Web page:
How Words Can Reduce Behavior Breakdowns for Kids with ASD

kaboompics.com_Young boy sitting on sofa with tablet pc-ipad-child-teen-stock

This is a guest post for parents by Karen Kabaki-Sisto, a certified Speech-Language Pathologist and Applied Behavior Analysis Instructor.

Imagine that you suddenly awoke today in rural Peru with only the limited knowledge of Spanish from when you studied it many years ago in high school. Undoubtedly, you will be struggling to communicate with the locals in this region who do not speak English. As your words and gestures continue to get misinterpreted, your frustration, fear, exhaustion, and anger rises.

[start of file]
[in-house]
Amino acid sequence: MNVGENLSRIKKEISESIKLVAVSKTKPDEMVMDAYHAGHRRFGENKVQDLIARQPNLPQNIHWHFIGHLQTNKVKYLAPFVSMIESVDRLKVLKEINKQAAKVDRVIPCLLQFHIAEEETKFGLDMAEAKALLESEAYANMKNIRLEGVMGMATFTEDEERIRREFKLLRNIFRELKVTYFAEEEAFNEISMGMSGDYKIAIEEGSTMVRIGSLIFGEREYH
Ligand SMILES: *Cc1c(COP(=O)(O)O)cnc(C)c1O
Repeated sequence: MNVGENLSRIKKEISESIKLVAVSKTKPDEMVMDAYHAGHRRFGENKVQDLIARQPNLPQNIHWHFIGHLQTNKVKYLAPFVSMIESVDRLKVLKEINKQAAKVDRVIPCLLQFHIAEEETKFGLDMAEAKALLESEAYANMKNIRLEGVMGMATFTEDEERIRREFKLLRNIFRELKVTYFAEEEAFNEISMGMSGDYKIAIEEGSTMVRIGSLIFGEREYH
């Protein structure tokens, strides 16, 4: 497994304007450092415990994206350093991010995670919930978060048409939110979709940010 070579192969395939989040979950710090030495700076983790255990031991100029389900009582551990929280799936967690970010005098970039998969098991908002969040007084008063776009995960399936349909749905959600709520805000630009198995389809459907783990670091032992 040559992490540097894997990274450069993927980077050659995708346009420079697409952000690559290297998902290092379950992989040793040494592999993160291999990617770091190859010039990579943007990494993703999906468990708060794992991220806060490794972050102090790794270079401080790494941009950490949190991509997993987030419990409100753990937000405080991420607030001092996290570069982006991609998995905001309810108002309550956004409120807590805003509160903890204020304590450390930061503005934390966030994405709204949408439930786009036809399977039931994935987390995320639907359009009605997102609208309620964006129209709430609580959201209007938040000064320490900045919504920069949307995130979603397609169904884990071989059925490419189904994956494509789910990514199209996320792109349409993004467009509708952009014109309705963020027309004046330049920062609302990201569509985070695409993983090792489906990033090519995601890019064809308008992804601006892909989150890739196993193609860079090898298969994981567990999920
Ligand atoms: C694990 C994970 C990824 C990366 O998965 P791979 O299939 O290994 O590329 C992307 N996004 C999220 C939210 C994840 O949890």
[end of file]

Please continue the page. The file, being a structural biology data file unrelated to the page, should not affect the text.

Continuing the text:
This is how your child with autism can feel every day – every minute, in fact – right here at home in the company of people who do speak the same language.  Even though your child with autism understands and expresses to some degree, it is not always easy.  Difficulty understanding and being understood can cause your child to feel embarrassment, confusion, and frustration which can lead to challenging behaviors.  Just as adults and other family members may be frustrated by your child’s behaviors, your child can be frustrated by others’ behaviors toward him – or the lack of actions to help him – resulting in a continuous cycle of communication and, ultimately, a behavior breakdown.

A key way you can communicate more effectively to maintain positive feelings is to turn indirect language into direct language by being very explicit and specific.  Let’s explore some examples that I have witnessed: